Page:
When you think of clothing that would inspire women to take to the streets (and social media) and you probably won’t think yoga pants.
But yoga pants have been making headlines around the world after hundreds of women donned their comfy active wear and marched along the streets in Rhode Island in the United States.
“It’s always been about more than yoga pants,” said Jamie Burke, organiser of the Peaceful Yoga Pants Parade.
“I wear them, but I’m not passionate about my yoga pants. I am passionate about my freedom to wear whatever the hell I want,” she told RN Breakfast.
Ms Burke was dismayed to find a letter to the editor in her local paper last week pleading for “mature, adult women” to stop wearing yoga pants in public for they are, according to the author, “disturbing”, “tacky”, and “do nothing to compliment a woman”.
“Not since the mini-skirt has there been something worn by so many women who should never have it on in the first place,” the letter read.
She responded by taking a photo of the comments and posting them to Facebook.
“My friends, far and wide, all responded immediately saying … that’s ridiculous, this is horrible … we need to do something,” Ms Burke said.
So she posted an event online inviting people to join her for a “Peaceful Yoga Pants Parade” in the neighbourhood where the author of the letter, 63-year-old Alan Sorrentino, lives.
The Facebook event read:
“This is NOT a hateful protest against Alan. This a wonderful group of people celebrating our bodies and our right to cover them however we see fit.
“And while yoga pants seem to be a silly thing to fight for, they are representative of something much bigger — misogyny and the history of men policing women’s bodies.”
Several days later, hundreds of women proudly donning yoga pants marched through the streets of Rhode Island passing Mr Sorrentino’s home with signs that read “WE WEAR WHAT WE WANT” and “LOVE YOURSELF”.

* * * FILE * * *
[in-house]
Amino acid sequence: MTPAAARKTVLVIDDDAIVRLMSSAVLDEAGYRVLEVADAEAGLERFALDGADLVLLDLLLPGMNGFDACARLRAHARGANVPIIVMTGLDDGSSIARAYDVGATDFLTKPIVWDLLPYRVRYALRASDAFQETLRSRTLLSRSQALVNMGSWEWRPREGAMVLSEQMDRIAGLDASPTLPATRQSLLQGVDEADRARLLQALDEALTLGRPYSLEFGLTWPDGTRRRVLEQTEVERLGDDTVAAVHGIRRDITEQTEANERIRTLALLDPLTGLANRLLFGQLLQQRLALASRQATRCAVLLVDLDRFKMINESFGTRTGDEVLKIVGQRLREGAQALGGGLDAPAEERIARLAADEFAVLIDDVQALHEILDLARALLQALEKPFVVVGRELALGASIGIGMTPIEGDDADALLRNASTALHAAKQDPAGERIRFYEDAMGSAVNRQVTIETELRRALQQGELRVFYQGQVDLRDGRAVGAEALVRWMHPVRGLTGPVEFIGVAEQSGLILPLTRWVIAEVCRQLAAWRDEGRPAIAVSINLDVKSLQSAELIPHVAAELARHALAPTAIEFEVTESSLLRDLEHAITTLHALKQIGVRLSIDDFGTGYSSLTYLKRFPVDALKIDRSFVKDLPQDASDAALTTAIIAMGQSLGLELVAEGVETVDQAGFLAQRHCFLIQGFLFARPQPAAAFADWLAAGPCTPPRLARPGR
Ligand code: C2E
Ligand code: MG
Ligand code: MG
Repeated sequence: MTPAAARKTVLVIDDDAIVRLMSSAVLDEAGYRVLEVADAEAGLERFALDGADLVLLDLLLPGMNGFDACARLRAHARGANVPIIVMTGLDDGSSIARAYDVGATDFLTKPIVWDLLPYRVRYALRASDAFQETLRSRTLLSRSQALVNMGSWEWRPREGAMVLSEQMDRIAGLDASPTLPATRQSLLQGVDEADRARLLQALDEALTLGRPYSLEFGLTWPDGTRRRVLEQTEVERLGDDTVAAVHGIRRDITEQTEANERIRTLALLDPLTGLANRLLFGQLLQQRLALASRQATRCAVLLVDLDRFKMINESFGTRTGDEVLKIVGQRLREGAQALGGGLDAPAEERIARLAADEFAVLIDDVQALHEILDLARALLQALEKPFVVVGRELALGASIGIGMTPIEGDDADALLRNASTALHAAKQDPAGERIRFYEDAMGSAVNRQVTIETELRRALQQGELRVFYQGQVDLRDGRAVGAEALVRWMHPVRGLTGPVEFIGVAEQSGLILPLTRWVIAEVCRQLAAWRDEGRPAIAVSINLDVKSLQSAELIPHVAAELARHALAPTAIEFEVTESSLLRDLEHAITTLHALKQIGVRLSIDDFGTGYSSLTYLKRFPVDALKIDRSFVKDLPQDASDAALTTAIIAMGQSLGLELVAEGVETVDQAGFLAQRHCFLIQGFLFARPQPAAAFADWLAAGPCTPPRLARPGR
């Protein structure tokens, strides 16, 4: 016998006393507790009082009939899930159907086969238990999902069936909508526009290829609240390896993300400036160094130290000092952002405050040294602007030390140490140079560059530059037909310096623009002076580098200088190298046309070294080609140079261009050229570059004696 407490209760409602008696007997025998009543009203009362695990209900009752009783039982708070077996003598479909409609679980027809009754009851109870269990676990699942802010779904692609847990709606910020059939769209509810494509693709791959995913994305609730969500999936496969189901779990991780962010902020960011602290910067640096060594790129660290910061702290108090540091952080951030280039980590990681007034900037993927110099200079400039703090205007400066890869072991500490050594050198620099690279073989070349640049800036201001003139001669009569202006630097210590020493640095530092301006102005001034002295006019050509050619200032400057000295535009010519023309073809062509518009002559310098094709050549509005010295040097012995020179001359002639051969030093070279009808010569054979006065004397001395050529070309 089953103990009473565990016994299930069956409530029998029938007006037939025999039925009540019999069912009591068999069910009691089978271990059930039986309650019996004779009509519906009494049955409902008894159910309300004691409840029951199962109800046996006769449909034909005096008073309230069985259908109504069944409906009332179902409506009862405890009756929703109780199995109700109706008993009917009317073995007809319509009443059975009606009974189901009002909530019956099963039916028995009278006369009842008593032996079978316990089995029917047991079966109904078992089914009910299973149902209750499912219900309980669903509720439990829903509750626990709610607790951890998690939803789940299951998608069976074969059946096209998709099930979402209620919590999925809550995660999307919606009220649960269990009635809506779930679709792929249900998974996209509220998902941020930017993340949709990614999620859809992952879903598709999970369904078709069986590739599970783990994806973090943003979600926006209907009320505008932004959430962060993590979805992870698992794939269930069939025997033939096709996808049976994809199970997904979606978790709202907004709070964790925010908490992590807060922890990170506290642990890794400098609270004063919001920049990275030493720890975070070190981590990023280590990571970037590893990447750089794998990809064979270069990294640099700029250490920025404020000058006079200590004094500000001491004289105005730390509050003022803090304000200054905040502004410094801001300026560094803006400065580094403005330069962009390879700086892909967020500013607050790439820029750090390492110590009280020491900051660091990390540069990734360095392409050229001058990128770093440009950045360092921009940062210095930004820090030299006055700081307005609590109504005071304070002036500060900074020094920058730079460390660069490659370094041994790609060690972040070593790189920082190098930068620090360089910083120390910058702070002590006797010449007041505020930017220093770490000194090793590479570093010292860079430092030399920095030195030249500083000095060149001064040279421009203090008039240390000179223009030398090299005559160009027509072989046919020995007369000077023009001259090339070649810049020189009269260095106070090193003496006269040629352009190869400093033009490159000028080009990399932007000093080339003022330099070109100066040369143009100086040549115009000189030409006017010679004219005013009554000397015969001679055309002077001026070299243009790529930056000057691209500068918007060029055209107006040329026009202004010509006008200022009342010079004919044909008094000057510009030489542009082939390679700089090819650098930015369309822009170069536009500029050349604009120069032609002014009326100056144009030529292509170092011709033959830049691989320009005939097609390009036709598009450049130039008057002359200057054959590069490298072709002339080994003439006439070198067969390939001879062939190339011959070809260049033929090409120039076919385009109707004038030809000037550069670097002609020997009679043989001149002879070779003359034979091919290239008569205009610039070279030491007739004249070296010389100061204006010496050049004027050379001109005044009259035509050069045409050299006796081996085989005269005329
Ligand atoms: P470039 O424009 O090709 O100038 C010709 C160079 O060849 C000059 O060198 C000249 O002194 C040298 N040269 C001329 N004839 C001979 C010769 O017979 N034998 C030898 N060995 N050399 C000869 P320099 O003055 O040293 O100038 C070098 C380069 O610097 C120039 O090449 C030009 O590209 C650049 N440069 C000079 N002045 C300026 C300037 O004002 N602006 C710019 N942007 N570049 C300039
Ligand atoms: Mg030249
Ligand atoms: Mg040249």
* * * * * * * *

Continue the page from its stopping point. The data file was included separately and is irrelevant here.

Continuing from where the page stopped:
There’s at least one more parade scheduled for this weekend in Portland, Oregon. And the conversation is continuing on social media #YogaPantsParade.
“The national and worldwide attention that this has received clearly speaks to the need for us to stand up for our rights,” Ms Burke said.
Letter to editor ‘just a joke’
Following the backlash to the letter, Mr Sorrentino said that the letter was intended as a joke that was “meant to sound stupid and creepy”, and that the response — including the parade — was a “totally disproportionate reaction”.
— Dana Loesch (@DLoesch) October 24, 2016
“I assumed the character of this grumpy old man that was railing about women in yoga pants because he was too uptight to just relax and accept himself in his age and his own ways,” Mr Sorrentino told WPRO radio.
But Ms Burke said that body-shaming and the policing of women’s bodies had been “going on for ages”, and that in 2016, “we should be way beyond it”.
“I’ve been reached by women all across the globe, thanking me for this, telling their own stories of groping and cat calling and sexism and body shaming,” she said.
“That’s why it’s received so much response – because we’ve all experienced it.”
Following the parade, the yoga pants-wearing women “filled a bus full” of feminine hygiene products and raised $800 to be donated to a local domestic violence shelter.
“The event did great with giving everyone a sense of pride in their bodies, but it did great on a local level too,” Ms Burke said.
– Olivia Willis